Huma-Num is involved in several European and international projects. It also collaborates with foreign infrastructures worldwide.

ERICs

The CNRS and the French Ministry of Higher Education and Research (MENESR) have granted Huma-Num responsibility for coordinating French participation in two European Research Infrastructures Consortia (ERICs): Huma-Num is thus a founding member in DARIAH, and currently an observer in CLARIN.

DARIAH (https://www.dariah.eu/)

DARIAH (Digital Research Infrastructure for the Arts and Humanities) is an ERIC, a pan-European infrastructure for arts and humanities scholars working with computational methods. It supports digital research as well as the teaching of digital research methods. France is an official member.

CLARIN (https://www.clarin.eu/)

CLARIN (Common Language Resources and Technology Infrastructure) ERIC takes up the mission to create and maintain an infrastructure to support the sharing, use and sustainability of language data and tools for research in the Humanities and Social Sciences. Currently CLARIN provides easy and sustainable access to digital language data (in written, spoken, or multimodal form) for scholars in the social sciences and humanities, and beyond.  CLARIN also offers advanced tools to discover, explore, exploit, annotate, analyse or combine such datasets, wherever they are located. France is currently an observer member.

OPERAS (https://operas.hypotheses.org/)

OPERAS will be a European Research Infrastructure for open scholarly communication, particularly in the Social Sciences and Humanities. Led by the French OpenEdition, it aims to become an ERIC and groups 35 organizations from 12 European countries. It aims to coordinate and pool university-led scholarly communication activities in Europe with a view to enabling Open Science as the standard practice.

To achieve this goal, it will mutualize the activities of strategic scholarly communication actors and stakeholders (research institutions, libraries, platforms, publishers, funders) in their transition to Open Science; and it will develop common best practice standards for digital Open Access publishing, infrastructures, services, editorial quality, business models and funding streams.

H2020

PARTHENOS (2015-2019)

PARTHENOS (http://www.parthenos-project.eu/) stands for “Pooling Activities, Resources and Tools for Heritage E-research Networking, Optimization and Synergies”. This H2020 project aims at strengthening the cohesion of research in the broad sector of Linguistic Studies, Humanities, Cultural Heritage, Social Sciences and related fields through a thematic cluster of 16 European Research Infrastructures. The project also aims at integrating initiatives, e-infrastructures and other world-class infrastructures and building bridges between different, although tightly, interrelated fields.

PARTHENOS will achieve those objectives through the definition and support of common standards, the coordination of joint activities, the harmonization of policy definition and implementation, and the development of pooled services and of shared tools and solutions to the same problems.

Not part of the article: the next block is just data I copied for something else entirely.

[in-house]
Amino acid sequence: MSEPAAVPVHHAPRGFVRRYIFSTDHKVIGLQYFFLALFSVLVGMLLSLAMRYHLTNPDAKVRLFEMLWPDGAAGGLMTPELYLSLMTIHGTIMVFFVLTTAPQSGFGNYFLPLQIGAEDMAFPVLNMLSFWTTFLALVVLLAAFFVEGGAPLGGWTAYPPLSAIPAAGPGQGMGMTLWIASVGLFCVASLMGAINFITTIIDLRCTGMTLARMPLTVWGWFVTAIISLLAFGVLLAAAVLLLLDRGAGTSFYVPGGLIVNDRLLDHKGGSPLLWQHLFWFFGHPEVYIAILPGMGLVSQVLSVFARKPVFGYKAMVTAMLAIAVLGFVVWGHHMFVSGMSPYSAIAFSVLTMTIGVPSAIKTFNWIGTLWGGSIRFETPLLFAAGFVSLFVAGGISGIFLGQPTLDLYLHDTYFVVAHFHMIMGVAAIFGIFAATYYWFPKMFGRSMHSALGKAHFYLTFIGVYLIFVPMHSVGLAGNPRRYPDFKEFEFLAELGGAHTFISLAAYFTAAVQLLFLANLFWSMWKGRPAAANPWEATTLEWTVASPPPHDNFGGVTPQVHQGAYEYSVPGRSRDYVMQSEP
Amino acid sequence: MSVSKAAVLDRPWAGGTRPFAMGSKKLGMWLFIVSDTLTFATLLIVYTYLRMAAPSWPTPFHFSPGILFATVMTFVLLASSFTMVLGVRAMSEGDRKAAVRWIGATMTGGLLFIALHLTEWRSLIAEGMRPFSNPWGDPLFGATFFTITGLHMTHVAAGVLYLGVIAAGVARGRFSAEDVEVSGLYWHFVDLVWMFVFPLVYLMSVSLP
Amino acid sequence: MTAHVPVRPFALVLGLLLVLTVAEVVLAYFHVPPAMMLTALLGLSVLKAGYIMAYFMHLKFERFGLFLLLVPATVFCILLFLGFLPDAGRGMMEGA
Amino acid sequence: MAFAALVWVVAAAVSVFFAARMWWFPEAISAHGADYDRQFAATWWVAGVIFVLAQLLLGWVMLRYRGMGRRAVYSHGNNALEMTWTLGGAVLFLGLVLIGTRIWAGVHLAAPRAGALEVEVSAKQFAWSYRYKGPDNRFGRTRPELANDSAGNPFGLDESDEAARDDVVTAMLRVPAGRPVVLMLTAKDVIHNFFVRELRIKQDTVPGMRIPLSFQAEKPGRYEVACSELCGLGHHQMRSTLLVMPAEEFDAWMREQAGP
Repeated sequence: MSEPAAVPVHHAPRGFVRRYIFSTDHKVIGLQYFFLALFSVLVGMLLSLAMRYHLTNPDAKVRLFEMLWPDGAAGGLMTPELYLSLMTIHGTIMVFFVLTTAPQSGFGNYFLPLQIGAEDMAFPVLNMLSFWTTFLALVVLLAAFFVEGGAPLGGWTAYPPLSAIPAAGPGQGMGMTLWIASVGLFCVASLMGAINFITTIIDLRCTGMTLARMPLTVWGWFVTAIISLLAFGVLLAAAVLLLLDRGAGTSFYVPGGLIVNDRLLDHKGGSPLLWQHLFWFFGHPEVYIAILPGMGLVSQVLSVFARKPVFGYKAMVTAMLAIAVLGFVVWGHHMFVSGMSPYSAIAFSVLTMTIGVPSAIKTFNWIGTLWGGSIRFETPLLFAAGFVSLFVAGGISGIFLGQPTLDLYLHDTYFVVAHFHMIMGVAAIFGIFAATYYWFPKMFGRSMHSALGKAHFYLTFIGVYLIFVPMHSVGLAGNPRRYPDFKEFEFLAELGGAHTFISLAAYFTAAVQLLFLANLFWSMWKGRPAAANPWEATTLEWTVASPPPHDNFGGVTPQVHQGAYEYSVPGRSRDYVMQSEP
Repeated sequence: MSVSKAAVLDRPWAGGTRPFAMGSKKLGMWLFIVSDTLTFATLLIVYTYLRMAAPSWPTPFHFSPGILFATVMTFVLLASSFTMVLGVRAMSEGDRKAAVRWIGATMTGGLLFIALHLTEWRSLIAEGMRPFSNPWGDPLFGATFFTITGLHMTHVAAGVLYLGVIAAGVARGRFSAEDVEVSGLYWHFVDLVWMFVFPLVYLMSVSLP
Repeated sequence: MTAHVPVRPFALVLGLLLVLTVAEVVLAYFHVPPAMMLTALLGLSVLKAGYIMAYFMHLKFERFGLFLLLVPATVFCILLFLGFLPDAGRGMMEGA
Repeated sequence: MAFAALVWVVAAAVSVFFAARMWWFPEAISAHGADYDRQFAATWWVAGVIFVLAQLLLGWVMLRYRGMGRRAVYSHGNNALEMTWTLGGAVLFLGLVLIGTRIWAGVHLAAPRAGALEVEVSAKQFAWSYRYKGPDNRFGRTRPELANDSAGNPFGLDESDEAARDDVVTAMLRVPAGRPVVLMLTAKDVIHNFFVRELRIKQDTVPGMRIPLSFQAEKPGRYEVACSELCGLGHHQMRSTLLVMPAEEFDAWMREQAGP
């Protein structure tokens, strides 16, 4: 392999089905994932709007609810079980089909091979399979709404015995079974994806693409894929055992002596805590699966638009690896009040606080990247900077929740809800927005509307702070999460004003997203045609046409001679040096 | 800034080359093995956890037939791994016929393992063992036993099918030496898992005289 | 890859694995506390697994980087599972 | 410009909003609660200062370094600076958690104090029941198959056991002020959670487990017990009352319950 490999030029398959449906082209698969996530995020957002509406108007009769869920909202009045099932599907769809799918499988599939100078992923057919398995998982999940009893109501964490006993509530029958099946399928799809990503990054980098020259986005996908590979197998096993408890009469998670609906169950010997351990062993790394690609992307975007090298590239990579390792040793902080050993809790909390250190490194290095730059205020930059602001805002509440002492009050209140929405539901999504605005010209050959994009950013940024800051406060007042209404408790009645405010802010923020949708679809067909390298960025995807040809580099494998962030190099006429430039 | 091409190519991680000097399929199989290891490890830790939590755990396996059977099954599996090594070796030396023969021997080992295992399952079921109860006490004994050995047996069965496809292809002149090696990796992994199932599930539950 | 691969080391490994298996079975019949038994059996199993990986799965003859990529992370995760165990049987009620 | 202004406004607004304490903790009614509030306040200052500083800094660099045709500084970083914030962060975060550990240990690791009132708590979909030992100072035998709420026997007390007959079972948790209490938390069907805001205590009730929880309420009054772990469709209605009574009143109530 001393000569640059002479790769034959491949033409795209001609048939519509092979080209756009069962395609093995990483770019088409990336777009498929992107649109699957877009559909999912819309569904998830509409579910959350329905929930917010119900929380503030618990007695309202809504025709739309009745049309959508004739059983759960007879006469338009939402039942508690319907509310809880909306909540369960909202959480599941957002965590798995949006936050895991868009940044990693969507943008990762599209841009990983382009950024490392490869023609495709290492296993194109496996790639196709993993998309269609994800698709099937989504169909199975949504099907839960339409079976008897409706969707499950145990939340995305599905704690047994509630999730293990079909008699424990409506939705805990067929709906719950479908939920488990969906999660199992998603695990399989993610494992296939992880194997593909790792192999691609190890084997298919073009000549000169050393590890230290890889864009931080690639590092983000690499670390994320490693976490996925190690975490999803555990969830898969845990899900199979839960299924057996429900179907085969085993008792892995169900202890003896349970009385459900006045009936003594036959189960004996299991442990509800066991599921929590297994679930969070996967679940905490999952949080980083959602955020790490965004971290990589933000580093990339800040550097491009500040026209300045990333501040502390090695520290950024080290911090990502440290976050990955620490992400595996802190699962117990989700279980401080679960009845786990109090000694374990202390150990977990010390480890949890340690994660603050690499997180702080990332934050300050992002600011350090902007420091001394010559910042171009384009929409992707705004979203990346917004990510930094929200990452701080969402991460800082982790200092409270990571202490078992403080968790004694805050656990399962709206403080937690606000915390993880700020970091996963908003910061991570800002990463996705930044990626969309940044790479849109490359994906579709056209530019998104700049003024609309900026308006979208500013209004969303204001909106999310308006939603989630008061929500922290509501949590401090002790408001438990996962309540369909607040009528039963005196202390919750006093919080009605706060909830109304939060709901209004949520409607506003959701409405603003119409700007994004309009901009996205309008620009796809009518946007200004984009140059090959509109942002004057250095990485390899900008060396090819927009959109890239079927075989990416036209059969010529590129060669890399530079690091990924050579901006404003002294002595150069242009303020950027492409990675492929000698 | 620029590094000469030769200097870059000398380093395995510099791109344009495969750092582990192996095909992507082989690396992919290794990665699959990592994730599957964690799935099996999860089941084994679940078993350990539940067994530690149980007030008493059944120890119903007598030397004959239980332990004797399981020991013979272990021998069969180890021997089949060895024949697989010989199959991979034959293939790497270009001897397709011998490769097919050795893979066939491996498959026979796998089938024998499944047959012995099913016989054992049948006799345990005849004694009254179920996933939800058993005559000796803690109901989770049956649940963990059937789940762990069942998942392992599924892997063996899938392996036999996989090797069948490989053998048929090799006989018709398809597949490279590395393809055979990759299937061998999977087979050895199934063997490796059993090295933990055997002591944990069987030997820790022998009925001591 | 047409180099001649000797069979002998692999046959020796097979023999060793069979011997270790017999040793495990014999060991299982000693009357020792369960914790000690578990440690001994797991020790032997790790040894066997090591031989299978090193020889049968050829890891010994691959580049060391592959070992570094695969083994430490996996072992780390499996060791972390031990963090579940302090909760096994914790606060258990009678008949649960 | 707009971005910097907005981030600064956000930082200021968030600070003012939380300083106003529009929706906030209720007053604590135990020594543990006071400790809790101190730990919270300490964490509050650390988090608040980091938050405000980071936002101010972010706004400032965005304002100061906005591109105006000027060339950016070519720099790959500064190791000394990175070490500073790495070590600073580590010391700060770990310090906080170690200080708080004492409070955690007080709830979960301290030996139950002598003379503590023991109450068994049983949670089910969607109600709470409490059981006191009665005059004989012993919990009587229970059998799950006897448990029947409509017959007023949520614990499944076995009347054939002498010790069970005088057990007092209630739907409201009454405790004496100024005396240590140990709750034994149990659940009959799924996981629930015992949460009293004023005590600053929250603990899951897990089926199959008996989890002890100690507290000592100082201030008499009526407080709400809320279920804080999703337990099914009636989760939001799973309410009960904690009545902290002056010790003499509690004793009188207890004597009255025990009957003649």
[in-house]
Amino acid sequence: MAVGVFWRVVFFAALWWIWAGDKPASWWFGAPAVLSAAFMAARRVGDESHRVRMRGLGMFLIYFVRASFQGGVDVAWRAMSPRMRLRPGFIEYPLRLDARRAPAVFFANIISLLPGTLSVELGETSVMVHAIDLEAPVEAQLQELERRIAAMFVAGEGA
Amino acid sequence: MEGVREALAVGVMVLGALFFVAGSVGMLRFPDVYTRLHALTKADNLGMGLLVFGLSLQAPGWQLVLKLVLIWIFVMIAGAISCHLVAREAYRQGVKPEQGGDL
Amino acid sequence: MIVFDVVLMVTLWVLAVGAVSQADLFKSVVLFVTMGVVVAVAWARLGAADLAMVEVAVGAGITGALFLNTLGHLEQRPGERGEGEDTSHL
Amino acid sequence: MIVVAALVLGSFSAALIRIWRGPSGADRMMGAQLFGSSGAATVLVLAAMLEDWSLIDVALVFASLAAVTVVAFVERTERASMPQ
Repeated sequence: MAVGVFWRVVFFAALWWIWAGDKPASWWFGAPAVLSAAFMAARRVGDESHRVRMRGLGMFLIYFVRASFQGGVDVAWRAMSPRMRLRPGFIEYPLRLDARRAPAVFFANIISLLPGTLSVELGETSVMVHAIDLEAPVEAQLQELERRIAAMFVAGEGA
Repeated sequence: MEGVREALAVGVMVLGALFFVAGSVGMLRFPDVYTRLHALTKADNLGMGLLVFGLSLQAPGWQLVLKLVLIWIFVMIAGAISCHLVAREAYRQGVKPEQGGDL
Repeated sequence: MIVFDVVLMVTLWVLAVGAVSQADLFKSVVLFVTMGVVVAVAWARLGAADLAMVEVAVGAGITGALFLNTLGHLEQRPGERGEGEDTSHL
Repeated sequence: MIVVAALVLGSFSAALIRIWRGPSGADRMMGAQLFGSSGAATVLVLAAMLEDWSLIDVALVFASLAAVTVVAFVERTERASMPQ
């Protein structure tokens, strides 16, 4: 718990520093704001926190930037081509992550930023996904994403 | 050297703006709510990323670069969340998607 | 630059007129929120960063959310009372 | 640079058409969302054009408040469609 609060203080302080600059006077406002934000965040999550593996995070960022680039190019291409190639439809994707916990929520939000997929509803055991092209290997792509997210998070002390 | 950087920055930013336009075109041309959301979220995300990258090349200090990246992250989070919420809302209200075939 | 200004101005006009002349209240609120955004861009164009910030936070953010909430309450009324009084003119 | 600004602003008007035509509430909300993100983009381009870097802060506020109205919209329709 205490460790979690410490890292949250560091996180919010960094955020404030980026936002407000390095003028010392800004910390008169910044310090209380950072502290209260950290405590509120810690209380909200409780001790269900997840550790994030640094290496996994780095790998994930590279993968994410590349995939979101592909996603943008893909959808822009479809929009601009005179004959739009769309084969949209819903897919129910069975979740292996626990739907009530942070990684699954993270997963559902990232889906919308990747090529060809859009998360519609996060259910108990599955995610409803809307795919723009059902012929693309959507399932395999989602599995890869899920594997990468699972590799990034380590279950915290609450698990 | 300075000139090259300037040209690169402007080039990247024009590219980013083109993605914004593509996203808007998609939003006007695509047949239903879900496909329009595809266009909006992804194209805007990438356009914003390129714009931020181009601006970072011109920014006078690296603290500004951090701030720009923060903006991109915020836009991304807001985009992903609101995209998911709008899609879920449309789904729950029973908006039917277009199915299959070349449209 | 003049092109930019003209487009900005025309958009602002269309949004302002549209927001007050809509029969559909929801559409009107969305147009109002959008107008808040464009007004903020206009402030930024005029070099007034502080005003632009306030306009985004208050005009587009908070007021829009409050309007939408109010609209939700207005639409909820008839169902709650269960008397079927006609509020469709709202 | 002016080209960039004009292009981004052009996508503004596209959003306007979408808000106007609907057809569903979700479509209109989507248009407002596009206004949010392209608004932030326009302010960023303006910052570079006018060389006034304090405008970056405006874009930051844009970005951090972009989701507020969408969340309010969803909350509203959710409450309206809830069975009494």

Humanities at Scale (2015-2017)

The project Humanities at Scale (http://has.dariah.eu/) was designed to improve DARIAH in fostering new and sustaining existing knowledge in digitally enabled research in the Arts and Humanities. In order to achieve these goals HaS focused on three main activities: scaling up the DARIAH community by fostering common practices and expanding the knowledge about Digital Humanities with a pan-European programme, including regions without a longstanding tradition in the Digital Humanities, developing core services for the ERIC and informing research communities.

Other International Collaborations

Canada

Huma-Num is a partner of the Canadian initiative CO.SHS – the open cyberinfrastructure for the humanities and social sciences – for which it provides assessment and tools. CO.SHS is strengthening the production capacity of digital scholarly publications, by increasing the dedicated to supporting research in the humanities and social sciences and the arts by discoverability of research results disseminated on the Erudit platform, and by facilitating the exploration of vast textual corpora with analysis and visualization tools.

Read more about CO.SHS: https://co-shs.ca/en/about/ and https://co-shs.ca/en/partners/

Spanish Speaking World

Since 2010, ISIDORE, the search engine for SSH created by Huma-Num, has been multilingual and annotates documents in three languages: French, English and Spanish.

In order to promote these functionalities and to contribute to promoting the principles of open science by promoting the sharing of knowledge, Huma-Num undertook in 2018 the task of collecting documents in Spanish from universities or Latin-American infrastructures that had repositories with SSH data ready to be harvested by ISIDORE.

For the moment, more than 10,000 additional documents in Spanish have been aggregated to ISIDORE, enriched and valued and are now available for new research.

The TGIR Huma-Num will continue this work with the support of existing French university networks (UMIFRE network, IFAL, IRD, CEMCA) as well as local partners with a view to closer collaboration.